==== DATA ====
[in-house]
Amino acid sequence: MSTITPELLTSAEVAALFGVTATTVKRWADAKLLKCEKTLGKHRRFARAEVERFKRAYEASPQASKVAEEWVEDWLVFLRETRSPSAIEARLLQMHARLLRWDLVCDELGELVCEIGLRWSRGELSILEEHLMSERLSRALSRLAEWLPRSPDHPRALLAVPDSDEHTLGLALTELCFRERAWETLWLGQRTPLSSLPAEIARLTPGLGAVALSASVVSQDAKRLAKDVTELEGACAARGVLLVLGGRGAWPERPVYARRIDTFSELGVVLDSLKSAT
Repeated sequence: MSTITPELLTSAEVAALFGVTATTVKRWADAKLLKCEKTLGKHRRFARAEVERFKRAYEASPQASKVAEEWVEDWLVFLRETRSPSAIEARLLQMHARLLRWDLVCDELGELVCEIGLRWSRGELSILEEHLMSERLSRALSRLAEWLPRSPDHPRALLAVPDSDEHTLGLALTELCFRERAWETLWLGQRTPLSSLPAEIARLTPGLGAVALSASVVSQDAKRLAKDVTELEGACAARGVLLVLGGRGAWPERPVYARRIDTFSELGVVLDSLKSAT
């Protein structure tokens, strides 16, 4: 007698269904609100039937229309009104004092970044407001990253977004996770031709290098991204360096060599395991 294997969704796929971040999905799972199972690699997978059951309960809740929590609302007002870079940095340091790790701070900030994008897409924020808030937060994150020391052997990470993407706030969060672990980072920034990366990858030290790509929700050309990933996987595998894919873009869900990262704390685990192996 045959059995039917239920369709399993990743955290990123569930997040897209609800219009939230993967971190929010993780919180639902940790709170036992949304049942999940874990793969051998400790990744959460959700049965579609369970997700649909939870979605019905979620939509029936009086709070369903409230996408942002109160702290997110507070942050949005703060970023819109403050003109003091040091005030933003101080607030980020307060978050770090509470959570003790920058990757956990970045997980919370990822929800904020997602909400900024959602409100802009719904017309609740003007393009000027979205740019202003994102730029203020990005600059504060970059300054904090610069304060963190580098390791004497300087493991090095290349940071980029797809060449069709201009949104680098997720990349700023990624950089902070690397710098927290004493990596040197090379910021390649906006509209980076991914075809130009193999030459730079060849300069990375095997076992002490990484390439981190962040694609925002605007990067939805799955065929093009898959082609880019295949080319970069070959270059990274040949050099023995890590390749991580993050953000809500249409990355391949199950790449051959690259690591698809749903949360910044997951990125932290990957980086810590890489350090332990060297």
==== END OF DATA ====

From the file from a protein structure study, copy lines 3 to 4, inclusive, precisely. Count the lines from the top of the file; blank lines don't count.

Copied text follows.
Repeated sequence: MSTITPELLTSAEVAALFGVTATTVKRWADAKLLKCEKTLGKHRRFARAEVERFKRAYEASPQASKVAEEWVEDWLVFLRETRSPSAIEARLLQMHARLLRWDLVCDELGELVCEIGLRWSRGELSILEEHLMSERLSRALSRLAEWLPRSPDHPRALLAVPDSDEHTLGLALTELCFRERAWETLWLGQRTPLSSLPAEIARLTPGLGAVALSASVVSQDAKRLAKDVTELEGACAARGVLLVLGGRGAWPERPVYARRIDTFSELGVVLDSLKSAT
């Protein structure tokens, strides 16, 4: 007698269904609100039937229309009104004092970044407001990253977004996770031709290098991204360096060599395991 294997969704796929971040999905799972199972690699997978059951309960809740929590609302007002870079940095340091790790701070900030994008897409924020808030937060994150020391052997990470993407706030969060672990980072920034990366990858030290790509929700050309990933996987595998894919873009869900990262704390685990192996 045959059995039917239920369709399993990743955290990123569930997040897209609800219009939230993967971190929010993780919180639902940790709170036992949304049942999940874990793969051998400790990744959460959700049965579609369970997700649909939870979605019905979620939509029936009086709070369903409230996408942002109160702290997110507070942050949005703060970023819109403050003109003091040091005030933003101080607030980020307060978050770090509470959570003790920058990757956990970045997980919370990822929800904020997602909400900024959602409100802009719904017309609740003007393009000027979205740019202003994102730029203020990005600059504060970059300054904090610069304060963190580098390791004497300087493991090095290349940071980029797809060449069709201009949104680098997720990349700023990624950089902070690397710098927290004493990596040197090379910021390649906006509209980076991914075809130009193999030459730079060849300069990375095997076992002490990484390439981190962040694609925002605007990067939805799955065929093009898959082609880019295949080319970069070959270059990274040949050099023995890590390749991580993050953000809500249409990355391949199950790449051959690259690591698809749903949360910044997951990125932290990957980086810590890489350090332990060297």